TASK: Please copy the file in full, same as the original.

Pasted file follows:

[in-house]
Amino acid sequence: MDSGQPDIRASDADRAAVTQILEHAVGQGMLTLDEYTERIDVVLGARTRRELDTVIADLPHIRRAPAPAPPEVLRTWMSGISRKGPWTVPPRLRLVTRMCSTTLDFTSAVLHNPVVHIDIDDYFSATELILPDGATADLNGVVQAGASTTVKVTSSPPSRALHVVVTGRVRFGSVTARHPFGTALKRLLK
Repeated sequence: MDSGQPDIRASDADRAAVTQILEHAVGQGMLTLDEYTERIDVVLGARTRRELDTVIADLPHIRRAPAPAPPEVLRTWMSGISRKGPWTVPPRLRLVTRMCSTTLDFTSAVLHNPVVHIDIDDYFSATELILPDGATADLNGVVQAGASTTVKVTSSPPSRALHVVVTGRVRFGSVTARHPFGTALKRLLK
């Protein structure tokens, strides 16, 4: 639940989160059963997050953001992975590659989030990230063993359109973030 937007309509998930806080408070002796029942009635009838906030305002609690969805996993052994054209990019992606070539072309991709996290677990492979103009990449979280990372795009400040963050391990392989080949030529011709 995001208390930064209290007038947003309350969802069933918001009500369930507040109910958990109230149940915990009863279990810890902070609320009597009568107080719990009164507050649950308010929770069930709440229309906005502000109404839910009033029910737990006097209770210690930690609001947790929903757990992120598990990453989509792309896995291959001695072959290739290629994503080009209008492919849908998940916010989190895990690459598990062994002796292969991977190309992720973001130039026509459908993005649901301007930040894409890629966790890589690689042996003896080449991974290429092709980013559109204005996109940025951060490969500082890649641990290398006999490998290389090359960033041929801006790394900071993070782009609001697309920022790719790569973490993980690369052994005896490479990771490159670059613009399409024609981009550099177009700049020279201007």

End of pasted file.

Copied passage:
[in-house]
Amino acid sequence: MDSGQPDIRASDADRAAVTQILEHAVGQGMLTLDEYTERIDVVLGARTRRELDTVIADLPHIRRAPAPAPPEVLRTWMSGISRKGPWTVPPRLRLVTRMCSTTLDFTSAVLHNPVVHIDIDDYFSATELILPDGATADLNGVVQAGASTTVKVTSSPPSRALHVVVTGRVRFGSVTARHPFGTALKRLLK
Repeated sequence: MDSGQPDIRASDADRAAVTQILEHAVGQGMLTLDEYTERIDVVLGARTRRELDTVIADLPHIRRAPAPAPPEVLRTWMSGISRKGPWTVPPRLRLVTRMCSTTLDFTSAVLHNPVVHIDIDDYFSATELILPDGATADLNGVVQAGASTTVKVTSSPPSRALHVVVTGRVRFGSVTARHPFGTALKRLLK
């Protein structure tokens, strides 16, 4: 639940989160059963997050953001992975590659989030990230063993359109973030 937007309509998930806080408070002796029942009635009838906030305002609690969805996993052994054209990019992606070539072309991709996290677990492979103009990449979280990372795009400040963050391990392989080949030529011709 995001208390930064209290007038947003309350969802069933918001009500369930507040109910958990109230149940915990009863279990810890902070609320009597009568107080719990009164507050649950308010929770069930709440229309906005502000109404839910009033029910737990006097209770210690930690609001947790929903757990992120598990990453989509792309896995291959001695072959290739290629994503080009209008492919849908998940916010989190895990690459598990062994002796292969991977190309992720973001130039026509459908993005649901301007930040894409890629966790890589690689042996003896080449991974290429092709980013559109204005996109940025951060490969500082890649641990290398006999490998290389090359960033041929801006790394900071993070782009609001697309920022790719790569973490993980690369052994005896490479990771490159670059613009399409024609981009550099177009700049020279201007």